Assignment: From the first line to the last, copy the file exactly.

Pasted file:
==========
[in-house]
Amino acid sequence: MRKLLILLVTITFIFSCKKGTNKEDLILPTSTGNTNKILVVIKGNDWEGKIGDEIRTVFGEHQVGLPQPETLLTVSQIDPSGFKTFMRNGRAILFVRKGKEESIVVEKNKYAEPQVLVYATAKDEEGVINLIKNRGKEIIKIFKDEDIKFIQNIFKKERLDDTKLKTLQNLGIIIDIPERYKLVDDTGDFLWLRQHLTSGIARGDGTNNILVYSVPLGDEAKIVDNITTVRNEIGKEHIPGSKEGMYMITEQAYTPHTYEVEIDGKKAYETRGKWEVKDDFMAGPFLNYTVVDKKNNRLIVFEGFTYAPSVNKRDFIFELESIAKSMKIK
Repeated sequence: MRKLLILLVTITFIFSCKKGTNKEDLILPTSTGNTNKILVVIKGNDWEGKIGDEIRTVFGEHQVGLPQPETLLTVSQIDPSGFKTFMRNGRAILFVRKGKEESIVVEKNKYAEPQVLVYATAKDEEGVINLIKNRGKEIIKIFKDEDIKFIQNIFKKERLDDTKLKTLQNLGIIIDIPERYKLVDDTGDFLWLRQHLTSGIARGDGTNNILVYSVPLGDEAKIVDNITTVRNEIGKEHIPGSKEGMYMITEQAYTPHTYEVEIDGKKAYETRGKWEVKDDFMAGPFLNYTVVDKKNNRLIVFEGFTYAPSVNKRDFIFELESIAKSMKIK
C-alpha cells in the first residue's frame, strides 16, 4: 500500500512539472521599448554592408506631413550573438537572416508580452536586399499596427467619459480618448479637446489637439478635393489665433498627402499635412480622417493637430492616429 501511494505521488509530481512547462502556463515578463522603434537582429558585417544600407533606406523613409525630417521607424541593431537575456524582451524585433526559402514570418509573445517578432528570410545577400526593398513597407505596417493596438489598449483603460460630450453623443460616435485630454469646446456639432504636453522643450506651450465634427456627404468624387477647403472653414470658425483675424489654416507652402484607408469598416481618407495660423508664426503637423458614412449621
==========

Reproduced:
[in-house]
Amino acid sequence: MRKLLILLVTITFIFSCKKGTNKEDLILPTSTGNTNKILVVIKGNDWEGKIGDEIRTVFGEHQVGLPQPETLLTVSQIDPSGFKTFMRNGRAILFVRKGKEESIVVEKNKYAEPQVLVYATAKDEEGVINLIKNRGKEIIKIFKDEDIKFIQNIFKKERLDDTKLKTLQNLGIIIDIPERYKLVDDTGDFLWLRQHLTSGIARGDGTNNILVYSVPLGDEAKIVDNITTVRNEIGKEHIPGSKEGMYMITEQAYTPHTYEVEIDGKKAYETRGKWEVKDDFMAGPFLNYTVVDKKNNRLIVFEGFTYAPSVNKRDFIFELESIAKSMKIK
Repeated sequence: MRKLLILLVTITFIFSCKKGTNKEDLILPTSTGNTNKILVVIKGNDWEGKIGDEIRTVFGEHQVGLPQPETLLTVSQIDPSGFKTFMRNGRAILFVRKGKEESIVVEKNKYAEPQVLVYATAKDEEGVINLIKNRGKEIIKIFKDEDIKFIQNIFKKERLDDTKLKTLQNLGIIIDIPERYKLVDDTGDFLWLRQHLTSGIARGDGTNNILVYSVPLGDEAKIVDNITTVRNEIGKEHIPGSKEGMYMITEQAYTPHTYEVEIDGKKAYETRGKWEVKDDFMAGPFLNYTVVDKKNNRLIVFEGFTYAPSVNKRDFIFELESIAKSMKIK
C-alpha cells in the first residue's frame, strides 16, 4: 500500500512539472521599448554592408506631413550573438537572416508580452536586399499596427467619459480618448479637446489637439478635393489665433498627402499635412480622417493637430492616429 501511494505521488509530481512547462502556463515578463522603434537582429558585417544600407533606406523613409525630417521607424541593431537575456524582451524585433526559402514570418509573445517578432528570410545577400526593398513597407505596417493596438489598449483603460460630450453623443460616435485630454469646446456639432504636453522643450506651450465634427456627404468624387477647403472653414470658425483675424489654416507652402484607408469598416481618407495660423508664426503637423458614412449621